With RPM, vital signs and other health data are passively collected from the patient and sent to the cloud where AI models can alert appropriate healthcare professionals if the person starts to become unwell. This ability to manage throughput--to separate the signal from the noise--is the power of AI. It lets healthcare professionals focus on the patients who need their attention the most, and it helps those who don't need healthcare attention feel safer and more secure at home. Many patients simply require the reassurance that everything is OK and is going to be OK.
The Internet of Healthcare Things is coming -- and for all intents and purposes, it's already here. According to a new report by Aruba Networks, by next year, 87 percent of healthcare organizations will have adopted IoT. Moreover, more than three-quarters of these organizations believe the technology will completely transform the healthcare industry. As IoT is injected into everything from X-ray machines to patient monitors and hospital meters, networking demands will change and providers will need to revamp cybersecurity to address an increasingly connected threat landscape. But alongside these infrastructure needs will come several benefits and an increased return on investment for care organizations that choose to embrace a connected future.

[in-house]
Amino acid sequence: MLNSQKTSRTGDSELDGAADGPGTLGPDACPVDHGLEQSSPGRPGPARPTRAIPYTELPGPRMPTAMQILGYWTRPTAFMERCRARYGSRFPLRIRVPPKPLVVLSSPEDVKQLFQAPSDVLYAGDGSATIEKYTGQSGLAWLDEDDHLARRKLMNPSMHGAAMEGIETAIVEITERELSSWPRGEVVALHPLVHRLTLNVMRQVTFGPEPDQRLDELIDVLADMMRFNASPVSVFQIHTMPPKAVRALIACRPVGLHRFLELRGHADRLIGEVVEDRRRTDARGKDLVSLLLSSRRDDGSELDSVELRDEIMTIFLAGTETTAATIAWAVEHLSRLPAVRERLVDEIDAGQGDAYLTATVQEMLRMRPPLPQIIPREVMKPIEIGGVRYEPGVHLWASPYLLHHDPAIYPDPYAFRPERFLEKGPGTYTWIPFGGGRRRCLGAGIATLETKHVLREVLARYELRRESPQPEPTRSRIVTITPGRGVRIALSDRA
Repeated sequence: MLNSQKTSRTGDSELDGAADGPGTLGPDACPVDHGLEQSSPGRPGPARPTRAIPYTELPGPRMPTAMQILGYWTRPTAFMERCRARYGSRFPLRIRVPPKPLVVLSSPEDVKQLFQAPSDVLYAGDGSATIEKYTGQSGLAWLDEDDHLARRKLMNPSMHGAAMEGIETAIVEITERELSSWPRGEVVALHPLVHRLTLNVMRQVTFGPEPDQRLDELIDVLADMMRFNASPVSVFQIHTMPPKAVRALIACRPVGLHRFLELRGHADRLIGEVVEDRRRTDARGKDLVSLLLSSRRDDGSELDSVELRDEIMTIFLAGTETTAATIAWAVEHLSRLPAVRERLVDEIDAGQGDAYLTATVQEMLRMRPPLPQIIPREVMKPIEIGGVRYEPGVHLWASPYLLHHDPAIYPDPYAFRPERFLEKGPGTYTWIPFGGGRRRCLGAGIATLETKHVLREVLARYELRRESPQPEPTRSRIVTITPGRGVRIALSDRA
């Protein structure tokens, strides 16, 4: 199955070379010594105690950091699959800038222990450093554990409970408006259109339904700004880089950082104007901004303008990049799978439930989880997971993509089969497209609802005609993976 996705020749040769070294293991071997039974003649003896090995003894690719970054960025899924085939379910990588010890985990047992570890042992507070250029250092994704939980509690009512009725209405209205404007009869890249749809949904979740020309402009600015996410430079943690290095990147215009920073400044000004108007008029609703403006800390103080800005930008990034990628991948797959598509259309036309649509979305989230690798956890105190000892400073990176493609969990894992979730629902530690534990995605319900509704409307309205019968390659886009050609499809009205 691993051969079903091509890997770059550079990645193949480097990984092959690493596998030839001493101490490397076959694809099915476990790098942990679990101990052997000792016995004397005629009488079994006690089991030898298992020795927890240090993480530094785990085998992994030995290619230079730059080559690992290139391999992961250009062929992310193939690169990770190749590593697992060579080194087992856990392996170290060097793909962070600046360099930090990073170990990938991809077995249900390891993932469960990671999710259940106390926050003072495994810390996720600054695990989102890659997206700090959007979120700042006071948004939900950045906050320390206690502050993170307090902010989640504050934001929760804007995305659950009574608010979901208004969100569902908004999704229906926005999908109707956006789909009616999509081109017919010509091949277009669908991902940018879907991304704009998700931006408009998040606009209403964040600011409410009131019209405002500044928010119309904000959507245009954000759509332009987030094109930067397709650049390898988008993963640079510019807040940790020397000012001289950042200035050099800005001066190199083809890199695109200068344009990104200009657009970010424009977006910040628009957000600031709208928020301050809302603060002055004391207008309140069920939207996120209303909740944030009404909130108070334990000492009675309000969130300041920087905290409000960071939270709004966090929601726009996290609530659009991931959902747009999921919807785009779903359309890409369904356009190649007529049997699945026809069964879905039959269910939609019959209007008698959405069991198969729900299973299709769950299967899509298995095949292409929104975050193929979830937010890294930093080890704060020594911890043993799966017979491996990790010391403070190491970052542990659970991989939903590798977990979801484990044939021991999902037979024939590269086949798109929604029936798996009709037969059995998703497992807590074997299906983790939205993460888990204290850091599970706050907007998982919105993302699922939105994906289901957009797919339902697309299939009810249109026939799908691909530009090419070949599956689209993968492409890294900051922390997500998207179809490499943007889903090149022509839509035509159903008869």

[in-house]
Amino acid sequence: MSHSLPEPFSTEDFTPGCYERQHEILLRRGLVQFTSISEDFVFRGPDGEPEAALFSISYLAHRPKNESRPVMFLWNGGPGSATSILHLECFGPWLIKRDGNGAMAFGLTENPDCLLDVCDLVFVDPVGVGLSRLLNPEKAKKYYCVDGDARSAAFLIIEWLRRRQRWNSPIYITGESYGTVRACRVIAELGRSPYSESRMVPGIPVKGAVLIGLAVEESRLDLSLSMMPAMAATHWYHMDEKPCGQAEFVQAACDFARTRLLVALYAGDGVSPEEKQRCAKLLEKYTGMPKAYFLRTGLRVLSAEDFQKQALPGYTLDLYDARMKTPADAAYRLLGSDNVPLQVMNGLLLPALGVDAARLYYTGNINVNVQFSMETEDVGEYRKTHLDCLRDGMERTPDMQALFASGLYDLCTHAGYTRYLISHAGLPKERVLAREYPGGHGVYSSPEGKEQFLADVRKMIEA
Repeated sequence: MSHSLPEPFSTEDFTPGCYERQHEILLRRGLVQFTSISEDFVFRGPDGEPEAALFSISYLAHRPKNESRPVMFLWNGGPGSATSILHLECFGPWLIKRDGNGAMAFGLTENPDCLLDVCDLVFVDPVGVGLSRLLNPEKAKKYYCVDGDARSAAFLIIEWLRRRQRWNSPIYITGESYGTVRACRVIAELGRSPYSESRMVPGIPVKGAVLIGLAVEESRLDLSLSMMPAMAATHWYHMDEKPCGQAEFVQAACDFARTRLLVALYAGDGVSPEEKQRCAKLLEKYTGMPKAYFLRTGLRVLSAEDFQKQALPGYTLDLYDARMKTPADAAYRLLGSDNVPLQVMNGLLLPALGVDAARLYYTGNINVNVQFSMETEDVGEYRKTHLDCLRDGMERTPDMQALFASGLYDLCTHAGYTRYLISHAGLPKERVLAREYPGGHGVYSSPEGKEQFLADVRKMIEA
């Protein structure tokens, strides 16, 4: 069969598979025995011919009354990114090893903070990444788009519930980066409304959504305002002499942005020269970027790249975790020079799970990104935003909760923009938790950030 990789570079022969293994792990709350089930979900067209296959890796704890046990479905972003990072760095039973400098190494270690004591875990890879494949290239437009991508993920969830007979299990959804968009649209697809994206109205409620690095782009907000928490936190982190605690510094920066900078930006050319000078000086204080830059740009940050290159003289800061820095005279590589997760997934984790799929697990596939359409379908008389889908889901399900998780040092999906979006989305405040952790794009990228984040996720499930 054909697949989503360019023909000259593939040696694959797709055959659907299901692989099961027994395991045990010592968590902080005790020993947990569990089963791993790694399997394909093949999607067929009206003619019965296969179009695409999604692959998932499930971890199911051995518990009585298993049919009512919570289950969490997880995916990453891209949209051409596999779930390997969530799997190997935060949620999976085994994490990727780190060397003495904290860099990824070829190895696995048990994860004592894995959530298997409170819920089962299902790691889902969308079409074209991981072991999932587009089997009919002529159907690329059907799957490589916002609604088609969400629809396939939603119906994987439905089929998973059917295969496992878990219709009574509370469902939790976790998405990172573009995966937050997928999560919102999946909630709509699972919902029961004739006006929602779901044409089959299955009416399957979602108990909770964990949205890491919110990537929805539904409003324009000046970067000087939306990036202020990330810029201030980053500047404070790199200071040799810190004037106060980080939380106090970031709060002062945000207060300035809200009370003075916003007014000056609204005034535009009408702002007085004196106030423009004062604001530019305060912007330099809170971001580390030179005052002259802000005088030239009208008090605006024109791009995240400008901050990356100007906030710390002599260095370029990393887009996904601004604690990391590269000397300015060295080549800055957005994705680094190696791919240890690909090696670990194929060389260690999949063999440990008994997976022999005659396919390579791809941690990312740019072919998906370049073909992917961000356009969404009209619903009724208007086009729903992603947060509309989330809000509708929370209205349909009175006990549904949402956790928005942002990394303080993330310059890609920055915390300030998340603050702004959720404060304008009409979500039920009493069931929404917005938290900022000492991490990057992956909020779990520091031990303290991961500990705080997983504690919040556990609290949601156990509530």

The healthcare industry is currently suffering from a host of issues. Knowledge sharing between hospitals, determination of patient adherence to medications, and the efficient management of surgical procedures are just three topics in a long list of areas that need improvement. All of these issues have the same thing in common: the healthcare industry has a data problem.
Healthcare is one of the major success stories of our times. Medical science has improved rapidly, raising life expectancy around the world, but as longevity increases, healthcare systems face growing demand for their services, rising costs and a workforce that is struggling to meet the needs of its patients. Demand is driven by a combination of unstoppable forces: population aging, changing patient expectations, a shift in lifestyle choices, and the never-ending cycle of innovation being but a few. By 2050, one in four people in Europe and North America will be over the age of 65--this means the health systems will have to deal with more patients with complex needs. Managing such patients is expensive and requires systems to shift from an episodic care-based philosophy to one that is much more proactive and focused on long-term care management.